As a mother of two middle schoolers, over the years I’ve been exposed to a plethora of educational terminology of which I readily admit I have limited levels of comprehension. Terms like “active learning”, “inquiry-based focus”, “kinesthetic learner” and “scaffolding” have been recently used by educators to describe my children’s current educational landscape while the new B.C. curriculum speaks of “core competencies” and “cross-curricular and personalized learning”. As parents, if we do not fully grasp all of these terms, how can we be confident we are asking the right questions in the right way? I worry about how we can effectively communicate with our children’s educators, decipher report cards or advocate for our children’s educational needs if we don’t “speak the same language”? As part of this blog, I hope to improve my understanding of the new B.C. curriculum and the terminology surrounding it and share it with friends and readers here.
One phrase often used by educators to describe my kids is “active learner”. A quick Google search yielded what seems to be a decent description:
Active Learning is, in short, anything that students do in a classroom other than merely passively listening to an instructor's lecture. This includes everything from listening practices which help the students to absorb what they hear, to short writing exercises in which students react to lecture material, to complex group exercises in which students apply course material to "real life" situations and/or to new problems. Paulson & Faust, California State University, Los Angeles, http://www.calstatela.edu/dept/chem/chem2/Active/index.htm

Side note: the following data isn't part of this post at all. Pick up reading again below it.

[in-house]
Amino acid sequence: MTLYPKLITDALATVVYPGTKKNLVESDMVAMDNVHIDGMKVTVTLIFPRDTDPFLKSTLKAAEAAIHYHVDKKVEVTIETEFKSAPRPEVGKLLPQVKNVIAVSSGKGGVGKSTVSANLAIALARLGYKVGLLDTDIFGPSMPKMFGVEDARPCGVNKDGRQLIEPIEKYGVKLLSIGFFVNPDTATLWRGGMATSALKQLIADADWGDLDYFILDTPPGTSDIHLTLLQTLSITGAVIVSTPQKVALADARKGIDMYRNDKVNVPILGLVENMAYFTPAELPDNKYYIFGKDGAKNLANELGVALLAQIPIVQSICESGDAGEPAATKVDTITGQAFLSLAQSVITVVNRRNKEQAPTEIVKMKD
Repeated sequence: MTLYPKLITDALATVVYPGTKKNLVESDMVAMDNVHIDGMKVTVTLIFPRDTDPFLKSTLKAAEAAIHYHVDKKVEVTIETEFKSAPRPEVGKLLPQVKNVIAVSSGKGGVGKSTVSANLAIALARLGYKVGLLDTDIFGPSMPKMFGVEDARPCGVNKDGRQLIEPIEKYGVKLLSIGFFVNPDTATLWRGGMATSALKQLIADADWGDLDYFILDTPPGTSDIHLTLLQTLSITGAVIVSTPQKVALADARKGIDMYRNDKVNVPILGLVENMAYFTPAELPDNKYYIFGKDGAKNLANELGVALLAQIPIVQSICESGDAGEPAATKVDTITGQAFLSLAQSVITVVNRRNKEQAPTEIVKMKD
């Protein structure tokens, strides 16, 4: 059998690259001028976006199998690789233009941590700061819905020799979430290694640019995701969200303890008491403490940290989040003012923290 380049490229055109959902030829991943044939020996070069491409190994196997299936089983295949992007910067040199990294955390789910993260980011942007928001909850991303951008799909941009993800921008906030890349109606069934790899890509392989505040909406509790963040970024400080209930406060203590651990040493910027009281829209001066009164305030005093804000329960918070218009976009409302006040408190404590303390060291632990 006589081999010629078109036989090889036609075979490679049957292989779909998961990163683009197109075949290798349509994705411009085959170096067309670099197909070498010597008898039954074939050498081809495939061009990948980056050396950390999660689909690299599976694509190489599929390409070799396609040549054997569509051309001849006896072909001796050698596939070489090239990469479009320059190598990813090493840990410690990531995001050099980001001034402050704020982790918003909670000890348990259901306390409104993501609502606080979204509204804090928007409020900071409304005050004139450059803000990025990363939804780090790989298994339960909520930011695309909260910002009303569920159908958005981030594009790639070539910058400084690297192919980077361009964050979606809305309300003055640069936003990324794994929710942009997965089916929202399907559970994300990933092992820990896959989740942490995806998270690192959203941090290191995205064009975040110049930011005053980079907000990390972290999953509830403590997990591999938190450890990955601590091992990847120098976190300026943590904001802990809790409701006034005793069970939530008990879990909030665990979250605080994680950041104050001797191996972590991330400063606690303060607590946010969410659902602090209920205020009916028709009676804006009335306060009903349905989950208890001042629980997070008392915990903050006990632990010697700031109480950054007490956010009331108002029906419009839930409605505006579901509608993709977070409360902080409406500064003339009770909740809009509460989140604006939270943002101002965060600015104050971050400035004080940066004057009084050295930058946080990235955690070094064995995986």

Indeed, in my experience, the kids seem to acquire and retain knowledge better by addressing topics actively. Being able to see and touch hands-on manipulatives greatly helps reinforce what they are learning in school. For example, last year my son was studying the Scientific Method and had difficulty with terms such as “Variable” and “Control”. To better understand their meaning, he set up a mini-lab with a simple science experiment and labelled each object, including the variable and control flasks. We had him describe each step of the experiment and what each item represented. This proved far more effective than having him simply memorizing definitions from a study sheet. In class, he could picture his mini-lab and each component in his mind when answering test questions about the Scientific Method.
A key reason behind why we created S.T.E.M. Store of Canada is to provide families access to educational toys, games, and other manipulatives to deepen their understanding in the areas of science, technology, engineering and math. The changes to the B.C. curriculum and the educational landscape across Canada seems to be moving towards increased active learning, especially within these subjects. As S.T.E.M. Store of Canada, we hope to develop products and mini-labs that will help kids explore and engage in more active learning both at school and at home.